Finally, after months of looking, I’ve managed to find something related to South Asian youth. The first thing that draws you into this piece is Shivani’s voice, full of an enthusiasm to tell her story. While her school life is pretty much identical to that of any other high schooler, her life away from school is what lets her tick. This piece is an expose of that life, one filled with family, the clanging bells and chants of the temple, and the scintillating sound of anklets. The strongest point of this piece is the way Shivani has created scenes, full of sound and flavor. All the sounds captured in the piece give the listener the audible textures that make up Shivani’s life. In addition, the musical contrasts in the piece highlight the separation, or maybe the differences between Shivani’s experiences at and away from school.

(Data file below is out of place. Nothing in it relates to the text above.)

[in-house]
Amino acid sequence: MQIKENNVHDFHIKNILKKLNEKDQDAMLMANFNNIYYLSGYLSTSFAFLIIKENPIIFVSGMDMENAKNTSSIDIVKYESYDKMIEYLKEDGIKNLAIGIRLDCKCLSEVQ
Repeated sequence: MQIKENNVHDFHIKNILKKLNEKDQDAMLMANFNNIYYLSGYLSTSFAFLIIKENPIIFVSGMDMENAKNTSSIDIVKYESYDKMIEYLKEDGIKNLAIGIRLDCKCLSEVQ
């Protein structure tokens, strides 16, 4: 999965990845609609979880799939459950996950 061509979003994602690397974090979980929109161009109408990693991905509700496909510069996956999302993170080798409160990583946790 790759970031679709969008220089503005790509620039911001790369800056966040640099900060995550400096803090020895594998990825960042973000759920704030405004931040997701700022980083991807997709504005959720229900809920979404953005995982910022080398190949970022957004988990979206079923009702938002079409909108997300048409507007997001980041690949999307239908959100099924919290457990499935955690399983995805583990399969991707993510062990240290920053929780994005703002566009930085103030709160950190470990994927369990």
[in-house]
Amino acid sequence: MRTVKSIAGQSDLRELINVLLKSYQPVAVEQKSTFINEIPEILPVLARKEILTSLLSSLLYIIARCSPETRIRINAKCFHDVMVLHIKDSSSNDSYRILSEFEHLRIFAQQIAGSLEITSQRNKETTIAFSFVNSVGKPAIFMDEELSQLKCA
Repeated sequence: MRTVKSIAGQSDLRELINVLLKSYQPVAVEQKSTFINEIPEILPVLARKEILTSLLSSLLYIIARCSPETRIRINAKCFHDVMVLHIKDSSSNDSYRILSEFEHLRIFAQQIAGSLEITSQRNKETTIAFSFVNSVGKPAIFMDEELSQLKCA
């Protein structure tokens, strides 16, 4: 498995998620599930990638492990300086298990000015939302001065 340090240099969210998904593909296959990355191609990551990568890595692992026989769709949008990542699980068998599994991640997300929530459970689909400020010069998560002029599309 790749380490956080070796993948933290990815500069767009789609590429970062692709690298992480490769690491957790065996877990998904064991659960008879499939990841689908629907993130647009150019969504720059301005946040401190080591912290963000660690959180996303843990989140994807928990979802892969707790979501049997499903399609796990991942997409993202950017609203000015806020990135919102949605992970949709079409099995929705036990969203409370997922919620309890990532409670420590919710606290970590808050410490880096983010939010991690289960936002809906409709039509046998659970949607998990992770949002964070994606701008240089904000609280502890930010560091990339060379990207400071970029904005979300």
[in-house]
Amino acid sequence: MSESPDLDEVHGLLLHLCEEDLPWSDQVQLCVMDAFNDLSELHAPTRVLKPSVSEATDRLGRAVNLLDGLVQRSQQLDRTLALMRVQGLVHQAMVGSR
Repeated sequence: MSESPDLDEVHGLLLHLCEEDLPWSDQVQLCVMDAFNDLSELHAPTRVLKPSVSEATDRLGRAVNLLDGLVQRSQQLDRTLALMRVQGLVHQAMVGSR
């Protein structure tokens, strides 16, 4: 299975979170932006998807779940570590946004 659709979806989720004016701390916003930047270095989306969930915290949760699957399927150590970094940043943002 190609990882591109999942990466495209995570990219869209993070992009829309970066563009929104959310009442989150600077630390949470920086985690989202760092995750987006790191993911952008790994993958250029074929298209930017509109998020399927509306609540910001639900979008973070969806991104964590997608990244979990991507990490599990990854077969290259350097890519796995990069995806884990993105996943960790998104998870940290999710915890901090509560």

This piece seemed to me more of a montage piece, a sampler to something larger. Shivani brings up so much that could be further explored – I found myself curious about cultural tensions and about her interest in dance. Perhaps a series of follow ups could explore the topics she presents more in depth.
It occurred to me after hearing this piece that underneath the exposition of Shivani’s ‘out of school’ life, . Unlike many other ‘between cultures’ stories I have encountered, this piece focuses on someone who is deeply tied to the culture of the place her family left behind. For me, this was interesting, because it questions the United States reputation as a ‘melting pot’ of cultures. Can it be a melting pot when one can retain their own heritage and culture? Or is it more of a collage, a mosaic perhaps?
This piece is well suited for programming dealing with culture, religion and multicultural youth.
“From Elephant Toys to Elephant Gods and back” is a sweet and simple piece layered with unspoken, but deeper implications. Take a listen and enjoy this treat for the senses.
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